I wanted to write about love on the blog, but I had no idea how to start it. Or how to word it. I mean, love is hard to word. So, as one of the thousands of loyal fans who tune in for ABC’s ‘Nashville’ each Wednesday night, I, too, looked forward to the latest episode challenging me and causing me to think. Last night’s episode was a great one, filled with difficulties and choices. Choices like whether or not to love.
Story time: Lennon Stella plays a teenage character named Maddie. She is spunky, loves music, and is learning how to navigate growing up. All the while, she holds the heart of an emotional but strong teenage boy who holds many things in. They made the decision to have sex one night. Since then, things (mostly) outside of their control have wedged them apart. Though, it would be wrong to say their sexual actions haven’t had a hand in said developmental awkwardness. Last night, after months of ups and downs, Maddie boldly ended their relationship with a statement I’m sure stung Colt’s heart but also stung my heart a little bit, too. She put it like this: “I can’t do this anymore. I love you, but I don’t really like you anymore.” Yikes.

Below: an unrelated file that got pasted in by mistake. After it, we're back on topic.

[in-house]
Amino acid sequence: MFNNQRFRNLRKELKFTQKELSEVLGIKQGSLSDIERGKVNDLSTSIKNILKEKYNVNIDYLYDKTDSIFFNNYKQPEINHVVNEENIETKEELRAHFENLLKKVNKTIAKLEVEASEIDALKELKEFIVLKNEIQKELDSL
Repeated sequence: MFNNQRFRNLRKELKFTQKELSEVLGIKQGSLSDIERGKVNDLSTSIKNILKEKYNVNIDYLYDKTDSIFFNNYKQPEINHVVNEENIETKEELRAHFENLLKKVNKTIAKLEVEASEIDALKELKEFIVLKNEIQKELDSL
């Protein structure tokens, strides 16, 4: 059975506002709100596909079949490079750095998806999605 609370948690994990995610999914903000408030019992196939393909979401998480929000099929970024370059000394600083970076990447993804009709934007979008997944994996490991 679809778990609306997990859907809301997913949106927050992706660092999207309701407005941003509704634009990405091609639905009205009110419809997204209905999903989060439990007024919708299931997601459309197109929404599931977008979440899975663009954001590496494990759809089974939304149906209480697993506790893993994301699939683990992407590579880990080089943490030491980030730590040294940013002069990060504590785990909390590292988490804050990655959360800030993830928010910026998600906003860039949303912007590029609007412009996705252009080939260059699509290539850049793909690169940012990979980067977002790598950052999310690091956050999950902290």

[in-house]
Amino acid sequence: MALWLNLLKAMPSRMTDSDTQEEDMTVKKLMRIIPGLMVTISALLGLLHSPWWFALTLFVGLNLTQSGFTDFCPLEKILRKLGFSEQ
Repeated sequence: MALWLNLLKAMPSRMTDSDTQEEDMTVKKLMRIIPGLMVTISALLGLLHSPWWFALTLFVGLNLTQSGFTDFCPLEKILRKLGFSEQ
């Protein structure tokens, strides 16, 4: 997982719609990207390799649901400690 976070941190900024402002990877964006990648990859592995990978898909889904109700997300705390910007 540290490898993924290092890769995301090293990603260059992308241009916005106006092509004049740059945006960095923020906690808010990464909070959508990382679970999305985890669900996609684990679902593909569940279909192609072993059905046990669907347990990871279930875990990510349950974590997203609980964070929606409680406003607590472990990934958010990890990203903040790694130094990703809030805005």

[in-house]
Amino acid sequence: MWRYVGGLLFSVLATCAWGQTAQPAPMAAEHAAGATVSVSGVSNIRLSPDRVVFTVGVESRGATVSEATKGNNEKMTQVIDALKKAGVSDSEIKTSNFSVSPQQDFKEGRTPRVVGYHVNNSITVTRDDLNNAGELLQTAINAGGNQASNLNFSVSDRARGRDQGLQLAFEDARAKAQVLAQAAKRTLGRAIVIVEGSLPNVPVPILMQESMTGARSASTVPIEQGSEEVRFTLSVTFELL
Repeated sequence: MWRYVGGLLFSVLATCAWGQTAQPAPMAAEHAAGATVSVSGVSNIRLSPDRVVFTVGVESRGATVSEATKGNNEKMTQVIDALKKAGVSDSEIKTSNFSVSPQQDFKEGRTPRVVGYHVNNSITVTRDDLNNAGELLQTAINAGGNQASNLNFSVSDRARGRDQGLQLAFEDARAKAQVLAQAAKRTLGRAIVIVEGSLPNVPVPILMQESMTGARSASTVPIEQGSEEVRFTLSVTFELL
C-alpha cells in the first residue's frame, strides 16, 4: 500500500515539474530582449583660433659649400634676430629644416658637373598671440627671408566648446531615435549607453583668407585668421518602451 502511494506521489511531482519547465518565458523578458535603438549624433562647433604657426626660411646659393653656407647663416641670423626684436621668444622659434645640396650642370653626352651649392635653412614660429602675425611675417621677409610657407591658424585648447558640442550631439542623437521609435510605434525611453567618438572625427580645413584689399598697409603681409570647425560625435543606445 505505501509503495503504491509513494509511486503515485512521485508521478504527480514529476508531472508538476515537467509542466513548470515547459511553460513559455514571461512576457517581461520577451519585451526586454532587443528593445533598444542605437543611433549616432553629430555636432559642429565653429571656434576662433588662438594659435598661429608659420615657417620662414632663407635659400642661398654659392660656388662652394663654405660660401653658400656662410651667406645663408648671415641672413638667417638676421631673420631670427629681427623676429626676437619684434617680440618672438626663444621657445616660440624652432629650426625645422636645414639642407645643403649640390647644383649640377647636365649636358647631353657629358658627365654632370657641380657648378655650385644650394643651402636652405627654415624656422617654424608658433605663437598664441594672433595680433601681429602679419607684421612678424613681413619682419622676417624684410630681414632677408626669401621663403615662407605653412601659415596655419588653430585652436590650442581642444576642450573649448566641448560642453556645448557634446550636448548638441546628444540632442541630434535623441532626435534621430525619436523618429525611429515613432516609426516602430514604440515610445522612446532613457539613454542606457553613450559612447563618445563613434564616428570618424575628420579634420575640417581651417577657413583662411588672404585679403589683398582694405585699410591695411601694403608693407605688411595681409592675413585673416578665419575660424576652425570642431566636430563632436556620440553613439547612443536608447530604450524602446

(For those that watch the show, disclaimer: I do not agree with or condone all of Colt or Maddie’s actions, I believe they both have made many mistakes.)
All this to say that I believe love is a choice. I believe loving others when you don’t like them is a choice just as much as loving yourself is a choice when you don’t like yourself. I suppose the reason why this statement by Maddie caught my attention so deeply is because this is how many times we love others. We love until it is convenient, or until the going gets tough. But when we get close enough to someone where we can hear their struggles or find out that holding a heart comes with responsibility, we bolt. We get annoyed with the quirks we once found desirable. and in a gradual development of weakness we bolt. This is the trouble I believe people young and old have faced ever since humanity began.
I have learned from my own relationships that prioritizing someone and waking up each day choosing to love them is powerful. It’s the glue that holds a relationship together. It is deeper than sexual attraction or looks that will fade. It’s deeper than the feeling of falling in love, which will fade one day. Saying “I love you” means that you choose that person. You choose to give them the benefit of the doubt always, to stick up for them when no one else will. You will be their shoulder to cry on and their number one fan. Sure, there are many valid reasons for breaking up and I don’t think you should be miserable in a relationship. I do, however, think that far too many relationships end because we stop loving.
I think we need to realize this. But more importantly, we need to fix it. Just some food for thought.